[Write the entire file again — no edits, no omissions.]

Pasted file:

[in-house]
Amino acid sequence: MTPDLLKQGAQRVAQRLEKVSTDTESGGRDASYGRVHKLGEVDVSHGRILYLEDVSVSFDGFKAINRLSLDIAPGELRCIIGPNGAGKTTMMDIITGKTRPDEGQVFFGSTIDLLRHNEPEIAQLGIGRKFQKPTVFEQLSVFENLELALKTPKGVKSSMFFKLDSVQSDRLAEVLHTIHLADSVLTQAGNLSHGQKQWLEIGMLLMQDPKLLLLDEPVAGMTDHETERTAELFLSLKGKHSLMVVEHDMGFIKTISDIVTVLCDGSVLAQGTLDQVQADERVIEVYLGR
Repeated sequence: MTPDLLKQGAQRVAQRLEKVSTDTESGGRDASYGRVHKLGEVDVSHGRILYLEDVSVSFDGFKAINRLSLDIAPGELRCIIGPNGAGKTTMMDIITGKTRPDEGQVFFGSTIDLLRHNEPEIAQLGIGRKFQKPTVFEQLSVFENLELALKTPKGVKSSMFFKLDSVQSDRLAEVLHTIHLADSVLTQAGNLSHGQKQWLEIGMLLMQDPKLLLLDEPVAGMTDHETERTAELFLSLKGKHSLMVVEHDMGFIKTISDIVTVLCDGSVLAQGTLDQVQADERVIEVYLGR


[in-house]
Amino acid sequence: MTPDLLKQGAQRVAQRLEKVSTDTESGGRDASYGRVHKLGEVDVSHGRILYLEDVSVSFDGFKAINRLSLDIAPGELRCIIGPNGAGKTTMMDIITGKTRPDEGQVFFGSTIDLLRHNEPEIAQLGIGRKFQKPTVFEQLSVFENLELALKTPKGVKSSMFFKLDSVQSDRLAEVLHTIHLADSVLTQAGNLSHGQKQWLEIGMLLMQDPKLLLLDEPVAGMTDHETERTAELFLSLKGKHSLMVVEHDMGFIKTISDIVTVLCDGSVLAQGTLDQVQADERVIEVYLGR
Repeated sequence: MTPDLLKQGAQRVAQRLEKVSTDTESGGRDASYGRVHKLGEVDVSHGRILYLEDVSVSFDGFKAINRLSLDIAPGELRCIIGPNGAGKTTMMDIITGKTRPDEGQVFFGSTIDLLRHNEPEIAQLGIGRKFQKPTVFEQLSVFENLELALKTPKGVKSSMFFKLDSVQSDRLAEVLHTIHLADSVLTQAGNLSHGQKQWLEIGMLLMQDPKLLLLDEPVAGMTDHETERTAELFLSLKGKHSLMVVEHDMGFIKTISDIVTVLCDGSVLAQGTLDQVQADERVIEVYLGR